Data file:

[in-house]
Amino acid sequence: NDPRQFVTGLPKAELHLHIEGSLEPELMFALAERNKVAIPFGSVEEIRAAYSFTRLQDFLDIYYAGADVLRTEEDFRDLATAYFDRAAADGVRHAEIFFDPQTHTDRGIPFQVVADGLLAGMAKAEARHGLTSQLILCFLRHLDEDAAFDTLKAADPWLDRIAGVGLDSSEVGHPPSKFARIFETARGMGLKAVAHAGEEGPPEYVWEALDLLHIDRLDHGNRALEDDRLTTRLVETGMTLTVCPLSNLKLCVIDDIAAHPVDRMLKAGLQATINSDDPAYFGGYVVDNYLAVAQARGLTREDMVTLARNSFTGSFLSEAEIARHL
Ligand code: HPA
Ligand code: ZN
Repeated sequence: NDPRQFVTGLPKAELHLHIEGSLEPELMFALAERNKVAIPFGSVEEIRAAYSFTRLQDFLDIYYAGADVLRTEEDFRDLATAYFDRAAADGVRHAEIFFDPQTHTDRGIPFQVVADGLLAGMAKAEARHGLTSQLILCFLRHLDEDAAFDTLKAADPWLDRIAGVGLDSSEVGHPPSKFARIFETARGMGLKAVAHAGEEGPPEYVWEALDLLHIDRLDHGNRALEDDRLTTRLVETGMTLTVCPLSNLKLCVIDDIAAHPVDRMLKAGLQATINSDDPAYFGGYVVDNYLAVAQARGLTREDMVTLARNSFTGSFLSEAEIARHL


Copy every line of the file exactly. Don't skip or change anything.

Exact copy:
[in-house]
Amino acid sequence: NDPRQFVTGLPKAELHLHIEGSLEPELMFALAERNKVAIPFGSVEEIRAAYSFTRLQDFLDIYYAGADVLRTEEDFRDLATAYFDRAAADGVRHAEIFFDPQTHTDRGIPFQVVADGLLAGMAKAEARHGLTSQLILCFLRHLDEDAAFDTLKAADPWLDRIAGVGLDSSEVGHPPSKFARIFETARGMGLKAVAHAGEEGPPEYVWEALDLLHIDRLDHGNRALEDDRLTTRLVETGMTLTVCPLSNLKLCVIDDIAAHPVDRMLKAGLQATINSDDPAYFGGYVVDNYLAVAQARGLTREDMVTLARNSFTGSFLSEAEIARHL
Ligand code: HPA
Ligand code: ZN
Repeated sequence: NDPRQFVTGLPKAELHLHIEGSLEPELMFALAERNKVAIPFGSVEEIRAAYSFTRLQDFLDIYYAGADVLRTEEDFRDLATAYFDRAAADGVRHAEIFFDPQTHTDRGIPFQVVADGLLAGMAKAEARHGLTSQLILCFLRHLDEDAAFDTLKAADPWLDRIAGVGLDSSEVGHPPSKFARIFETARGMGLKAVAHAGEEGPPEYVWEALDLLHIDRLDHGNRALEDDRLTTRLVETGMTLTVCPLSNLKLCVIDDIAAHPVDRMLKAGLQATINSDDPAYFGGYVVDNYLAVAQARGLTREDMVTLARNSFTGSFLSEAEIARHL